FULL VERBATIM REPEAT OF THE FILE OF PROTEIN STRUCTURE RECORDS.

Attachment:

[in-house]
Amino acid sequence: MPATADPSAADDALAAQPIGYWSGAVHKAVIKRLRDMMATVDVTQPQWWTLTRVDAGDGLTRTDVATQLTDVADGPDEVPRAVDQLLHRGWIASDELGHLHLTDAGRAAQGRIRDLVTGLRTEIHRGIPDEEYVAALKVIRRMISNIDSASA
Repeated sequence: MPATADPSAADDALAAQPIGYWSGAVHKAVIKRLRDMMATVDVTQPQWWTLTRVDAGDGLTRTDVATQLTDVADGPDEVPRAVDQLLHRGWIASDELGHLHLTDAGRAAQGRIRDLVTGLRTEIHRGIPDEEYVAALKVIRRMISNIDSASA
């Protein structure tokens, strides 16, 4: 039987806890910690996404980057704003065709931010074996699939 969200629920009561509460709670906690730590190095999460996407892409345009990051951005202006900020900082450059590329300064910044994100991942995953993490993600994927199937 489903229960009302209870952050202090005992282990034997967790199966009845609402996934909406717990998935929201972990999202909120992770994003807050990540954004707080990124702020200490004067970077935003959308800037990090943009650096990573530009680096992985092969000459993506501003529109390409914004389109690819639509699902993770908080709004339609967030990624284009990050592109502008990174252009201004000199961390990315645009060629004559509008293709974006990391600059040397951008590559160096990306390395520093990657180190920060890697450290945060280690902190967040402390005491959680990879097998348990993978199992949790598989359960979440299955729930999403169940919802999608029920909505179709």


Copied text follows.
[in-house]
Amino acid sequence: MPATADPSAADDALAAQPIGYWSGAVHKAVIKRLRDMMATVDVTQPQWWTLTRVDAGDGLTRTDVATQLTDVADGPDEVPRAVDQLLHRGWIASDELGHLHLTDAGRAAQGRIRDLVTGLRTEIHRGIPDEEYVAALKVIRRMISNIDSASA
Repeated sequence: MPATADPSAADDALAAQPIGYWSGAVHKAVIKRLRDMMATVDVTQPQWWTLTRVDAGDGLTRTDVATQLTDVADGPDEVPRAVDQLLHRGWIASDELGHLHLTDAGRAAQGRIRDLVTGLRTEIHRGIPDEEYVAALKVIRRMISNIDSASA
């Protein structure tokens, strides 16, 4: 039987806890910690996404980057704003065709931010074996699939 969200629920009561509460709670906690730590190095999460996407892409345009990051951005202006900020900082450059590329300064910044994100991942995953993490993600994927199937 489903229960009302209870952050202090005992282990034997967790199966009845609402996934909406717990998935929201972990999202909120992770994003807050990540954004707080990124702020200490004067970077935003959308800037990090943009650096990573530009680096992985092969000459993506501003529109390409914004389109690819639509699902993770908080709004339609967030990624284009990050592109502008990174252009201004000199961390990315645009060629004559509008293709974006990391600059040397951008590559160096990306390395520093990657180190920060890697450290945060280690902190967040402390005491959680990879097998348990993978199992949790598989359960979440299955729930999403169940919802999608029920909505179709």